Dubbed "The Mask," the campaign had operated undetected since 2007 and infected more than 380 targets before it stopped last week, on Monday. Kaspersky declined to identify the government suspected to be behind the cyber spying, but said it had been most active in Morocco, followed by Brazil, the United Kingdom, France and Spain. The most sophisticated cyber spying operations uncovered so far have been linked to the United States, China, Russia and Israel, but this one is super-advanced.
Kaspersky Lab said the discovery of The Mask suggests that more countries have become adept in Internet spying. The firm's researchers only came across the operation because it infected Kaspersky's own software. The Mask hit government institutions, oil and gas companies and activists, using malware that was designed to steal documents, encryption keys and other sensitive files, as well as take full control of infected computers. It worked on Windows and Apple’s software, and likely mobile devices running Apple's iOS and Google Android software, according to Kaspersky Lab.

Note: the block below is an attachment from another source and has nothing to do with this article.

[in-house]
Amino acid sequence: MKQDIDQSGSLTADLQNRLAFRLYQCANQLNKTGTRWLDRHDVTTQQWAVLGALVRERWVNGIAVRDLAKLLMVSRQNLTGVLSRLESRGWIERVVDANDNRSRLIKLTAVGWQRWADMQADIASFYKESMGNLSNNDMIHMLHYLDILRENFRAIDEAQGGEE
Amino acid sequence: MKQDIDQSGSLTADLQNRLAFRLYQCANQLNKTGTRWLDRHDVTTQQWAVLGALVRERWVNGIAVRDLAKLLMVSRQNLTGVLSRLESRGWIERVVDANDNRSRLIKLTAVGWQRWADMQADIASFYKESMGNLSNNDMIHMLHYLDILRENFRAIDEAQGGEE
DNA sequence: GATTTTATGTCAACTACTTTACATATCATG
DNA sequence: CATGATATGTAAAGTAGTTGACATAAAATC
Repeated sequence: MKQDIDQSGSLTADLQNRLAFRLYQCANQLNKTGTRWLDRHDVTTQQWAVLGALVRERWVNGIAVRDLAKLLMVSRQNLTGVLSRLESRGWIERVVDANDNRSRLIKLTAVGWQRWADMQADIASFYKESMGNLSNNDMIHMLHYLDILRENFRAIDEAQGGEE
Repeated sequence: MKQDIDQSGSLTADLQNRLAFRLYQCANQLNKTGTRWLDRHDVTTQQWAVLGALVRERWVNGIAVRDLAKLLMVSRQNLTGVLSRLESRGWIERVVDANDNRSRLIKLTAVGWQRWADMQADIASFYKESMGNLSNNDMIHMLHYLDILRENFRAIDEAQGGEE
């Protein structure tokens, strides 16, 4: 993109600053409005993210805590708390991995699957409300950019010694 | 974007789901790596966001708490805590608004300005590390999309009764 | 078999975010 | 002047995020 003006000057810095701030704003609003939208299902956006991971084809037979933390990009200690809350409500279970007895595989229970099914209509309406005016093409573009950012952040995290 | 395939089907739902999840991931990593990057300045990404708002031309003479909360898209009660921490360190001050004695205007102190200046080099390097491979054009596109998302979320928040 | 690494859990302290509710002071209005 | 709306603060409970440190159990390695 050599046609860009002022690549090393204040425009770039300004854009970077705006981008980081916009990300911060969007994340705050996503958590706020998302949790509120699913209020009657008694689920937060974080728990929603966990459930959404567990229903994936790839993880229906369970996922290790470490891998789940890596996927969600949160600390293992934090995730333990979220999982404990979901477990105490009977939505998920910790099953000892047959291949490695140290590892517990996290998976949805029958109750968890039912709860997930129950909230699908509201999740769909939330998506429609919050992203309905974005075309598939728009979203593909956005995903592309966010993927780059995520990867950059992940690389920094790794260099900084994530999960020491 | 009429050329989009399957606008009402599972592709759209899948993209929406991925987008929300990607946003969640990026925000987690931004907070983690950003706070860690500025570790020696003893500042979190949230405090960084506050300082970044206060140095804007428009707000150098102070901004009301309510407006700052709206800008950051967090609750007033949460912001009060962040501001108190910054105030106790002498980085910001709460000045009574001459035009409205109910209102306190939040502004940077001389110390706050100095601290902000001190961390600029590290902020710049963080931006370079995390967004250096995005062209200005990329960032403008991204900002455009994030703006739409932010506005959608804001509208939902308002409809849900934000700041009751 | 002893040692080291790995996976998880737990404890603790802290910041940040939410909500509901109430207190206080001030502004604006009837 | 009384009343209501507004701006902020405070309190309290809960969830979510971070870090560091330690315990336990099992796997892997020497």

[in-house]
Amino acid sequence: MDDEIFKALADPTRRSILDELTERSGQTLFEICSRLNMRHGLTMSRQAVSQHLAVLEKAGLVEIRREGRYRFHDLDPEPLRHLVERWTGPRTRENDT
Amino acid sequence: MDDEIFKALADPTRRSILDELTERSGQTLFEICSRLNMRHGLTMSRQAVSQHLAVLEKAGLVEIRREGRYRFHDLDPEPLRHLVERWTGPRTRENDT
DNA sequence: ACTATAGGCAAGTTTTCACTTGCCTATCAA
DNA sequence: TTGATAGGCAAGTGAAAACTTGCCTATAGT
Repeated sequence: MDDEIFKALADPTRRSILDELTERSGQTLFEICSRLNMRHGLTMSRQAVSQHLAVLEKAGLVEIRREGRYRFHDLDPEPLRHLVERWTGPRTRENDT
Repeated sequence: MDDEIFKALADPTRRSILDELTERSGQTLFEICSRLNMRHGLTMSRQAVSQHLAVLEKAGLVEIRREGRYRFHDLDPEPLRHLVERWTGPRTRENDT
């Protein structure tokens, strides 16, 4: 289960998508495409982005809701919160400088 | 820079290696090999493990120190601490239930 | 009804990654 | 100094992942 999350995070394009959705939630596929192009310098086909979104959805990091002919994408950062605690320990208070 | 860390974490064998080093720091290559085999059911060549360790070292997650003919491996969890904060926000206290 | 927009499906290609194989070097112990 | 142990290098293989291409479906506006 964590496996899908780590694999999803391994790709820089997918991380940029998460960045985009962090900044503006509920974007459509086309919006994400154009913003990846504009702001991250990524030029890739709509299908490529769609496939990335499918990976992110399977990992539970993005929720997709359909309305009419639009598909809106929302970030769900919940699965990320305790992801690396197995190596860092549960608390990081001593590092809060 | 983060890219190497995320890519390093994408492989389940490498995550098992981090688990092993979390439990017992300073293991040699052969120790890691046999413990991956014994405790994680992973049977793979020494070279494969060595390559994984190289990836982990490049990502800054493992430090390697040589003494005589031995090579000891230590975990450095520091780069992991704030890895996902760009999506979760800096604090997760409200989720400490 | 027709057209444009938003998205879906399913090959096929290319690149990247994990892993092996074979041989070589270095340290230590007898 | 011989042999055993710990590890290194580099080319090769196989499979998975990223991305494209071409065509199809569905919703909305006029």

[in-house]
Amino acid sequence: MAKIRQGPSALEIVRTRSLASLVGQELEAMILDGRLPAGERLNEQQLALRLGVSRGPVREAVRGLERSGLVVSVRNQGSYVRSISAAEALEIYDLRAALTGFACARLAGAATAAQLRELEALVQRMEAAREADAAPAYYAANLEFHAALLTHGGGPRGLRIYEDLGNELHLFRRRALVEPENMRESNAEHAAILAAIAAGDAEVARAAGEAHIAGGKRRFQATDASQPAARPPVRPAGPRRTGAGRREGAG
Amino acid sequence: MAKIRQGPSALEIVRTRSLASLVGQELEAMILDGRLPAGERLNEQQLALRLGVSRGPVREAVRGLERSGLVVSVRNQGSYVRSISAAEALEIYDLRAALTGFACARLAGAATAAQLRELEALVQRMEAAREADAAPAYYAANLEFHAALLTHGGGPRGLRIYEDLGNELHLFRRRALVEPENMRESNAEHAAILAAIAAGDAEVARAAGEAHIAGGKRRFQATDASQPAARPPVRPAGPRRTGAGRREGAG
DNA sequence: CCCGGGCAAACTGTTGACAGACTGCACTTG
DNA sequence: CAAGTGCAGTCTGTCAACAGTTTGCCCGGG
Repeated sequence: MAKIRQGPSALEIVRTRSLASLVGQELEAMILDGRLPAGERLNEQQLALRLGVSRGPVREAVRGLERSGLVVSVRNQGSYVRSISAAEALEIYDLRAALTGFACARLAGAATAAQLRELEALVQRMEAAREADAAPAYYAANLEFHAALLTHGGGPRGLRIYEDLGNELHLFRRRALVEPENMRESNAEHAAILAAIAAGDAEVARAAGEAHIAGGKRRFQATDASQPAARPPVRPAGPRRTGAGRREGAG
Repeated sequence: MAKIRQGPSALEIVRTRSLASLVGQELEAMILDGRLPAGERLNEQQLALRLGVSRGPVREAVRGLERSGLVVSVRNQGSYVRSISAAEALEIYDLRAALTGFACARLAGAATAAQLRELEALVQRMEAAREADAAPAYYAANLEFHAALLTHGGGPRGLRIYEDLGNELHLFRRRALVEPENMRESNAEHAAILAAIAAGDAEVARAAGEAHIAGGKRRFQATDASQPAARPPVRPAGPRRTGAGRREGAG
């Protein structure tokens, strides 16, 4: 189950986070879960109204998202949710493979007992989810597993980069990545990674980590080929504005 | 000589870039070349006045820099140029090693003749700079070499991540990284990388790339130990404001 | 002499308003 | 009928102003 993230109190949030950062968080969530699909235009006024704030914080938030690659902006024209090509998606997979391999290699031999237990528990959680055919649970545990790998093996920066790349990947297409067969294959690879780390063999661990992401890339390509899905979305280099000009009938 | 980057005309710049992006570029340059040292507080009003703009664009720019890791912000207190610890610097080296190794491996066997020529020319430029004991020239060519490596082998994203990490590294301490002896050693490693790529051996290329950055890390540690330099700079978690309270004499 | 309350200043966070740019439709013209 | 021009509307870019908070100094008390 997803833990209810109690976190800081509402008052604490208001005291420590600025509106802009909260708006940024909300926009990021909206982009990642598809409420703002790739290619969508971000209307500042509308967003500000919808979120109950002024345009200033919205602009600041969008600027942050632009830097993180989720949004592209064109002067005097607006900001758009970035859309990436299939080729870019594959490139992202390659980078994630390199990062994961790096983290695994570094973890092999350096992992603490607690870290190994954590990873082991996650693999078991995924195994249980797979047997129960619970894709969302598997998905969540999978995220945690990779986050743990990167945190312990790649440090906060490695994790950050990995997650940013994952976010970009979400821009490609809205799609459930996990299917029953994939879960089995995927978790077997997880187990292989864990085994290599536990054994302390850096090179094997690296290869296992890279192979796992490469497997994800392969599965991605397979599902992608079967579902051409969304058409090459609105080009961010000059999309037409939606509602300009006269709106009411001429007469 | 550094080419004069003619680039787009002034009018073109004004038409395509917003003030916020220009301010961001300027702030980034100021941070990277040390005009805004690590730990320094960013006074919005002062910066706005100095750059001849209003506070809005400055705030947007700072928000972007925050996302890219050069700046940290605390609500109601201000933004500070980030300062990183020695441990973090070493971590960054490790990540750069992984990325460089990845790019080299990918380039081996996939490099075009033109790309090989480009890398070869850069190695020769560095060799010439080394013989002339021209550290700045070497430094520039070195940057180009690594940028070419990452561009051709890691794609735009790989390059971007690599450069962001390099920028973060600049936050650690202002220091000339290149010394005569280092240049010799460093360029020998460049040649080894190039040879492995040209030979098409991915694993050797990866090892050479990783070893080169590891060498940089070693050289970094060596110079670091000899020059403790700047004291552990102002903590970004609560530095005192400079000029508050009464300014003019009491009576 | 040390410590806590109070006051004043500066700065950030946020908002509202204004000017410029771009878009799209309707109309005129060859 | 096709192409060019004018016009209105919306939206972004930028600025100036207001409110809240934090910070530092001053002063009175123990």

The Mask hackers took advantage of a known flaw in Adobe Systems ubiquitous Flash software that permitted attackers to get from Google's Chrome web browser into the rest of a target's computer, Raiu said. Adobe fixed the flaw in 2012, he said.